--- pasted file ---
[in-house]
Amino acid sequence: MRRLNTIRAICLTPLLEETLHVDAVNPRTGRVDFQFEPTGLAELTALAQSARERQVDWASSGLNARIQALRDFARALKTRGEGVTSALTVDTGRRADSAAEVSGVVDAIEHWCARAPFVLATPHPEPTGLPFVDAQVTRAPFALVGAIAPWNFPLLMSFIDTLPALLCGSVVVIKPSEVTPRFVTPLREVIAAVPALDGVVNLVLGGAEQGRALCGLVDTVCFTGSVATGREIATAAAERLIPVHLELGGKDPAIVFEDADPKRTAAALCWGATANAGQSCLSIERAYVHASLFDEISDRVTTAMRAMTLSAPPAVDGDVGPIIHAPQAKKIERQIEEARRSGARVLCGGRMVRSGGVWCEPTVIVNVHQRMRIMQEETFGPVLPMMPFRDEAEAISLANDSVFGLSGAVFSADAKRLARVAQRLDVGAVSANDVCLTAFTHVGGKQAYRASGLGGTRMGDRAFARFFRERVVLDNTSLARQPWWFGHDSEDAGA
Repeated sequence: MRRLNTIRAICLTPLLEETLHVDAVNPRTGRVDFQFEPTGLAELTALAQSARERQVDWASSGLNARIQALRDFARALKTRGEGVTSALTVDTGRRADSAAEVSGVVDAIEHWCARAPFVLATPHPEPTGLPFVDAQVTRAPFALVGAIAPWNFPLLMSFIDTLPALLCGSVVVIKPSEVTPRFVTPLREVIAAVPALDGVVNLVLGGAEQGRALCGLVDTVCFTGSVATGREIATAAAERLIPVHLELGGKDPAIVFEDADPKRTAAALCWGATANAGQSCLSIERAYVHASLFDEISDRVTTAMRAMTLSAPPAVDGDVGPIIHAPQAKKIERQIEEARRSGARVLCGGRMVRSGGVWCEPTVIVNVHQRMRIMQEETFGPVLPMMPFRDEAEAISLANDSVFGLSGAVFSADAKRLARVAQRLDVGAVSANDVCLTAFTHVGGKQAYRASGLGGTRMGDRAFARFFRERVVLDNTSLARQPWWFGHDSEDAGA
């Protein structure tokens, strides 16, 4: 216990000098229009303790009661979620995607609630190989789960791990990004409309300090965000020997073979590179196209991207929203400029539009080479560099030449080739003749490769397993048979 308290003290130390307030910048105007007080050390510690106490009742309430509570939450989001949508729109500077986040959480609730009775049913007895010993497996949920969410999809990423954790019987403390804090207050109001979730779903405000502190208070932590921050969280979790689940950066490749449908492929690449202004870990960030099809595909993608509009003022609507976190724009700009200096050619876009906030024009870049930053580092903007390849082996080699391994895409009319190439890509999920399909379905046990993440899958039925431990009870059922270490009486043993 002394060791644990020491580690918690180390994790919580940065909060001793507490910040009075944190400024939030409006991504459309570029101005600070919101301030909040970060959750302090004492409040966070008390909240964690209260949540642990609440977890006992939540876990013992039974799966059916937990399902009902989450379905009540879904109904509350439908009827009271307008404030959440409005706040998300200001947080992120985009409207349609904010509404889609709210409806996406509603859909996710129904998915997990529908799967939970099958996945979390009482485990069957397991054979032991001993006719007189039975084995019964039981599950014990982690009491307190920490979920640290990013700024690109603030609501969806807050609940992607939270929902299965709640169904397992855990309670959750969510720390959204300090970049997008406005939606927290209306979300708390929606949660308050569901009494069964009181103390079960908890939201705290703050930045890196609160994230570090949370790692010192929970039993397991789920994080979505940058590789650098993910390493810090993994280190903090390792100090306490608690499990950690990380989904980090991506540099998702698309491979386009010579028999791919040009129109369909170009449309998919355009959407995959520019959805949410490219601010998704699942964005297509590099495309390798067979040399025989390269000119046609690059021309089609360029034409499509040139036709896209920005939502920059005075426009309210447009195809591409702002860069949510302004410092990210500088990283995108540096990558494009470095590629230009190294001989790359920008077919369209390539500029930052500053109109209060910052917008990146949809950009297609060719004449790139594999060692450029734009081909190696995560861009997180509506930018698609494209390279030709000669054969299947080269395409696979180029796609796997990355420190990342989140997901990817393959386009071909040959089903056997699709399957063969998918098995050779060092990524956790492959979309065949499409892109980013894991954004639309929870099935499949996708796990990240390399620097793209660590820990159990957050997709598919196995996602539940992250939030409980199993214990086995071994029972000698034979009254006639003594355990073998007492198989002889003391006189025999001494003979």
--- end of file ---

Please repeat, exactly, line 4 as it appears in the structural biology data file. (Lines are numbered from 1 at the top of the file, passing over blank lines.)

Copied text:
């Protein structure tokens, strides 16, 4: 216990000098229009303790009661979620995607609630190989789960791990990004409309300090965000020997073979590179196209991207929203400029539009080479560099030449080739003749490769397993048979 308290003290130390307030910048105007007080050390510690106490009742309430509570939450989001949508729109500077986040959480609730009775049913007895010993497996949920969410999809990423954790019987403390804090207050109001979730779903405000502190208070932590921050969280979790689940950066490749449908492929690449202004870990960030099809595909993608509009003022609507976190724009700009200096050619876009906030024009870049930053580092903007390849082996080699391994895409009319190439890509999920399909379905046990993440899958039925431990009870059922270490009486043993 002394060791644990020491580690918690180390994790919580940065909060001793507490910040009075944190400024939030409006991504459309570029101005600070919101301030909040970060959750302090004492409040966070008390909240964690209260949540642990609440977890006992939540876990013992039974799966059916937990399902009902989450379905009540879904109904509350439908009827009271307008404030959440409005706040998300200001947080992120985009409207349609904010509404889609709210409806996406509603859909996710129904998915997990529908799967939970099958996945979390009482485990069957397991054979032991001993006719007189039975084995019964039981599950014990982690009491307190920490979920640290990013700024690109603030609501969806807050609940992607939270929902299965709640169904397992855990309670959750969510720390959204300090970049997008406005939606927290209306979300708390929606949660308050569901009494069964009181103390079960908890939201705290703050930045890196609160994230570090949370790692010192929970039993397991789920994080979505940058590789650098993910390493810090993994280190903090390792100090306490608690499990950690990380989904980090991506540099998702698309491979386009010579028999791919040009129109369909170009449309998919355009959407995959520019959805949410490219601010998704699942964005297509590099495309390798067979040399025989390269000119046609690059021309089609360029034409499509040139036709896209920005939502920059005075426009309210447009195809591409702002860069949510302004410092990210500088990283995108540096990558494009470095590629230009190294001989790359920008077919369209390539500029930052500053109109209060910052917008990146949809950009297609060719004449790139594999060692450029734009081909190696995560861009997180509506930018698609494209390279030709000669054969299947080269395409696979180029796609796997990355420190990342989140997901990817393959386009071909040959089903056997699709399957063969998918098995050779060092990524956790492959979309065949499409892109980013894991954004639309929870099935499949996708796990990240390399620097793209660590820990159990957050997709598919196995996602539940992250939030409980199993214990086995071994029972000698034979009254006639003594355990073998007492198989002889003391006189025999001494003979």